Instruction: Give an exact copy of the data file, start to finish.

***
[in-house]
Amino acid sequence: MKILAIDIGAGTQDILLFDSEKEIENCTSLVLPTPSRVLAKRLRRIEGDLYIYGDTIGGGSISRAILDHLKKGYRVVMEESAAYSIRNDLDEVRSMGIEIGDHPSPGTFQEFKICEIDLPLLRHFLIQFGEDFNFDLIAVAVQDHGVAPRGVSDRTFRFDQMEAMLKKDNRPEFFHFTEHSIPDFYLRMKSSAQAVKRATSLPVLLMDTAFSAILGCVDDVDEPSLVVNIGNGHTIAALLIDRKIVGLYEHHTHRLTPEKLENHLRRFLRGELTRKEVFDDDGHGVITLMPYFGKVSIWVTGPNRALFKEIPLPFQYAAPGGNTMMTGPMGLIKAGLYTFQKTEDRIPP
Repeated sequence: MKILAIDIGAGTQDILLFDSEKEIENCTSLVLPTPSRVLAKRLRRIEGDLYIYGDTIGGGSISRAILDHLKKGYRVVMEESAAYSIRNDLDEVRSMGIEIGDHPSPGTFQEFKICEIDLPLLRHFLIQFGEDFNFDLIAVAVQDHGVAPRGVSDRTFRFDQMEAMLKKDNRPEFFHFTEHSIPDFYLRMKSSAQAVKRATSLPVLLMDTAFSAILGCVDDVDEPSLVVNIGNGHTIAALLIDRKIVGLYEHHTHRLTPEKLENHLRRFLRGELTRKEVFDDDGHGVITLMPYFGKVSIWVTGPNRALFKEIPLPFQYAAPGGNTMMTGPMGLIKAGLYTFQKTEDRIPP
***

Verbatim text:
[in-house]
Amino acid sequence: MKILAIDIGAGTQDILLFDSEKEIENCTSLVLPTPSRVLAKRLRRIEGDLYIYGDTIGGGSISRAILDHLKKGYRVVMEESAAYSIRNDLDEVRSMGIEIGDHPSPGTFQEFKICEIDLPLLRHFLIQFGEDFNFDLIAVAVQDHGVAPRGVSDRTFRFDQMEAMLKKDNRPEFFHFTEHSIPDFYLRMKSSAQAVKRATSLPVLLMDTAFSAILGCVDDVDEPSLVVNIGNGHTIAALLIDRKIVGLYEHHTHRLTPEKLENHLRRFLRGELTRKEVFDDDGHGVITLMPYFGKVSIWVTGPNRALFKEIPLPFQYAAPGGNTMMTGPMGLIKAGLYTFQKTEDRIPP
Repeated sequence: MKILAIDIGAGTQDILLFDSEKEIENCTSLVLPTPSRVLAKRLRRIEGDLYIYGDTIGGGSISRAILDHLKKGYRVVMEESAAYSIRNDLDEVRSMGIEIGDHPSPGTFQEFKICEIDLPLLRHFLIQFGEDFNFDLIAVAVQDHGVAPRGVSDRTFRFDQMEAMLKKDNRPEFFHFTEHSIPDFYLRMKSSAQAVKRATSLPVLLMDTAFSAILGCVDDVDEPSLVVNIGNGHTIAALLIDRKIVGLYEHHTHRLTPEKLENHLRRFLRGELTRKEVFDDDGHGVITLMPYFGKVSIWVTGPNRALFKEIPLPFQYAAPGGNTMMTGPMGLIKAGLYTFQKTEDRIPP